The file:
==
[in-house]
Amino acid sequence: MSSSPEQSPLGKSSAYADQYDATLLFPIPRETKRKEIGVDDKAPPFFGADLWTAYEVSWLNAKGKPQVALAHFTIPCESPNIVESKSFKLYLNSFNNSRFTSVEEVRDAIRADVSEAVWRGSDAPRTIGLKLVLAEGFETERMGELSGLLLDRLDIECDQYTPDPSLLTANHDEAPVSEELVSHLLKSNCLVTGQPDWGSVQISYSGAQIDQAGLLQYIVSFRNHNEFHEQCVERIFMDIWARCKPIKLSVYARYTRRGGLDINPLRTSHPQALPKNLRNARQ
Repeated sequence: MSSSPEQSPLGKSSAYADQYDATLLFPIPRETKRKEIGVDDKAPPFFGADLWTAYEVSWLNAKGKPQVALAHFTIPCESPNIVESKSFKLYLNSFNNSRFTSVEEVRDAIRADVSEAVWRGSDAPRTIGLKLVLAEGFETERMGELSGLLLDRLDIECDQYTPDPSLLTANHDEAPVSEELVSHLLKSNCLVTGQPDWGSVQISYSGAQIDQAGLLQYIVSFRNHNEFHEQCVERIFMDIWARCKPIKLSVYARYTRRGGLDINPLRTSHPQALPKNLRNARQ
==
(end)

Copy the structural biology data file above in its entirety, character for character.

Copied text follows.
[in-house]
Amino acid sequence: MSSSPEQSPLGKSSAYADQYDATLLFPIPRETKRKEIGVDDKAPPFFGADLWTAYEVSWLNAKGKPQVALAHFTIPCESPNIVESKSFKLYLNSFNNSRFTSVEEVRDAIRADVSEAVWRGSDAPRTIGLKLVLAEGFETERMGELSGLLLDRLDIECDQYTPDPSLLTANHDEAPVSEELVSHLLKSNCLVTGQPDWGSVQISYSGAQIDQAGLLQYIVSFRNHNEFHEQCVERIFMDIWARCKPIKLSVYARYTRRGGLDINPLRTSHPQALPKNLRNARQ
Repeated sequence: MSSSPEQSPLGKSSAYADQYDATLLFPIPRETKRKEIGVDDKAPPFFGADLWTAYEVSWLNAKGKPQVALAHFTIPCESPNIVESKSFKLYLNSFNNSRFTSVEEVRDAIRADVSEAVWRGSDAPRTIGLKLVLAEGFETERMGELSGLLLDRLDIECDQYTPDPSLLTANHDEAPVSEELVSHLLKSNCLVTGQPDWGSVQISYSGAQIDQAGLLQYIVSFRNHNEFHEQCVERIFMDIWARCKPIKLSVYARYTRRGGLDINPLRTSHPQALPKNLRNARQ